News | October 13, 2014

New Imaging Tool May Prevent Strokes

October 13, 2014 -- A study using a new imaging tool, optical coherence tomography (OCT), offered a new look at the composition of carotid artery disease and has the potential to alter how physicians understand and treat the disease, a leading cause of stroke.

The study, conducted at Baptist Health Lexington between September 2010 and May 2012, was featured in the June 2014 issue of the Journal of the American College of Cardiology (JACC) Cardiovascular Interventions. Interventional cardiologist Michael R. Jones, M.D., served as a principal investigator of the study, which also included neurosurgeons William H. Brooks, M.D., and Christian N. Ramsey, M.D., neurointerventional radiologist Curtis A. Given II, M.D., along with physicians from Case Western Reserve University in Cleveland, Ohio and Pitangueiras Hospital in Jundiai, Brazil.

The study involved a retrospective review of 53 patients suspected of having carotid artery stenosis, a narrowing caused by the build-up of plaque. The patients – both symptomatic and asymptomatic for stroke – underwent diagnostic carotid angiography as well as OCT.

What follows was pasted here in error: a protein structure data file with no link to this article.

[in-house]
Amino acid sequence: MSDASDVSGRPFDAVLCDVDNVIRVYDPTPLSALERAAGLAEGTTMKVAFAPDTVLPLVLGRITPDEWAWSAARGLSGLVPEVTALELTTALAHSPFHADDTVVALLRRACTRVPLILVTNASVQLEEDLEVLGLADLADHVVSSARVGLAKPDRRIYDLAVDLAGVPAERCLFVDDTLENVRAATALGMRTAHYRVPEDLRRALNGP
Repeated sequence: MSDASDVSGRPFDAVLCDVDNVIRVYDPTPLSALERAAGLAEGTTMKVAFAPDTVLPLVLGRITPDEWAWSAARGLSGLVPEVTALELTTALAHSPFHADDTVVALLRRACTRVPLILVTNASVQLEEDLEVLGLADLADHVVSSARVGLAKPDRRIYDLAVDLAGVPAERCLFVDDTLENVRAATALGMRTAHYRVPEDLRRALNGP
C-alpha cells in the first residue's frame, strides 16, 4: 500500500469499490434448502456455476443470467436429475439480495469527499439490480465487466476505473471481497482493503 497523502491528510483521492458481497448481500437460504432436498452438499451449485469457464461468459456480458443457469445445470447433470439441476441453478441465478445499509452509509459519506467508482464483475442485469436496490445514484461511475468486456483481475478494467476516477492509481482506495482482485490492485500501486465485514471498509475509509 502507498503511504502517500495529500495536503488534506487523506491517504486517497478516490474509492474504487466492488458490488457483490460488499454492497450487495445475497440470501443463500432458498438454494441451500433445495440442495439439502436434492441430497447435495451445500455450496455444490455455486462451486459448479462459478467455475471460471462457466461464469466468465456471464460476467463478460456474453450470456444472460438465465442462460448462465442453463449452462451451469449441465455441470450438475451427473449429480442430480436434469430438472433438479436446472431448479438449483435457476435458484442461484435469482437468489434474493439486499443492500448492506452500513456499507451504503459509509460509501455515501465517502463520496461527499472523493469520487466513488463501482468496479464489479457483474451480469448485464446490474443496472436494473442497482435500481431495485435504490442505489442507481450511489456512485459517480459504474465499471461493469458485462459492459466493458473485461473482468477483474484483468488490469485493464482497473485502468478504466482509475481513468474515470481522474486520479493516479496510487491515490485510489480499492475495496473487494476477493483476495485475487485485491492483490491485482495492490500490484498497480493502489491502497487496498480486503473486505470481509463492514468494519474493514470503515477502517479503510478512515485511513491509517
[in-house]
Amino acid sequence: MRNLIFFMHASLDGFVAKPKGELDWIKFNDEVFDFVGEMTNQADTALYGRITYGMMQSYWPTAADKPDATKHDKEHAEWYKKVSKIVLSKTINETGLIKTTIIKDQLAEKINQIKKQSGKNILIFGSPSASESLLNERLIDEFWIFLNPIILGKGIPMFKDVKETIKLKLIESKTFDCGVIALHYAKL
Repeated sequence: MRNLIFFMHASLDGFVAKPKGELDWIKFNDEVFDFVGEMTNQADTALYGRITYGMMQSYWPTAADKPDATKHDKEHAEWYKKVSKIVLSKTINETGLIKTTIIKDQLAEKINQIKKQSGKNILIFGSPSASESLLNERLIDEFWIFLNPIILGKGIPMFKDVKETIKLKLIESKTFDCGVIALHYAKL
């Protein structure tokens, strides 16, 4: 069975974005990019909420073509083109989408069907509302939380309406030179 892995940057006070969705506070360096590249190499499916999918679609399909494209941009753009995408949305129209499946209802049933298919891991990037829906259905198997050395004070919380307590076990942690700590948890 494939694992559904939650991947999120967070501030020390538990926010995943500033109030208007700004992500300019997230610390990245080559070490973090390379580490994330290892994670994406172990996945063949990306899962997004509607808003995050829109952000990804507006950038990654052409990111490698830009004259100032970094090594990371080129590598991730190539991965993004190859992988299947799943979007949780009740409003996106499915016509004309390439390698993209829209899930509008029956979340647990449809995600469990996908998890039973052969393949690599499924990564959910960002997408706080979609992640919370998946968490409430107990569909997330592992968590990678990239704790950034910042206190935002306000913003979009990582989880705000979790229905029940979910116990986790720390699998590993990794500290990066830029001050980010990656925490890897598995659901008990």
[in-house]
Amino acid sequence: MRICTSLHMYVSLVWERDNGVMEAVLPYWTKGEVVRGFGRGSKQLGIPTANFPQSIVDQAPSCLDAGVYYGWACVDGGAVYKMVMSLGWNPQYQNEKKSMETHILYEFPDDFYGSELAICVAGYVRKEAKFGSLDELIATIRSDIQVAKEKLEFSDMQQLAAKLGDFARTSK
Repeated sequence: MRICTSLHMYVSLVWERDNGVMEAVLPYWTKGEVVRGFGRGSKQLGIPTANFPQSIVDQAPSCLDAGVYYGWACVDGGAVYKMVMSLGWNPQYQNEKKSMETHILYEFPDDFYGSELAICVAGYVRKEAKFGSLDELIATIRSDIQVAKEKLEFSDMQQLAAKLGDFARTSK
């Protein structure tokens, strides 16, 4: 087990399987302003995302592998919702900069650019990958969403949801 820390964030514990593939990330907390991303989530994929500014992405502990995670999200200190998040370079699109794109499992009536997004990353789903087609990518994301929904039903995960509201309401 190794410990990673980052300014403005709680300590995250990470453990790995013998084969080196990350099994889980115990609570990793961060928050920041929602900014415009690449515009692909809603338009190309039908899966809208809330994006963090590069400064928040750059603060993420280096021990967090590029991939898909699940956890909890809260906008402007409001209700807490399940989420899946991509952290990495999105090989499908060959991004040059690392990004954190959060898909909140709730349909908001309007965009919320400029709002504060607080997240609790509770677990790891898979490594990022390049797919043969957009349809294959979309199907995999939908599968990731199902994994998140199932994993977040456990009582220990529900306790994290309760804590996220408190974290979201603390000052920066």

"Because OCT offers such high resolution images, we were able to identify some plaque as 'vulnerable' or 'unstable,'" explained Jones.

Physicians have suspected that unstable plaque is at risk for rupture. The body treats a rupture in a blood vessel as a wound and forms a blood clot to stop the bleeding. This clot can then dislodge from the plaque and travel to the brain causing a stroke. Less commonly, the plaque itself can break off and travel to the brain.

The study revealed that symptomatic patients had a larger percentage of unstable plaque but actually less blockage when compared to the plaque found in vessels of asymptomatic patients.

It has long been thought that opening carotid arteries severely narrowed by plaque – either with surgery or a stent – is one of the most effective ways to prevent stroke. The OCT study revealed that severity of the narrowing was not as much of a predictor of stroke as the composition of the plaque itself.

"This study, along with others sure to come, could change the way we test patients with carotid artery disease," Jones said. "It could be that they might be better served with looking at the type of plaque they have rather than by measuring the severity of their blockage."

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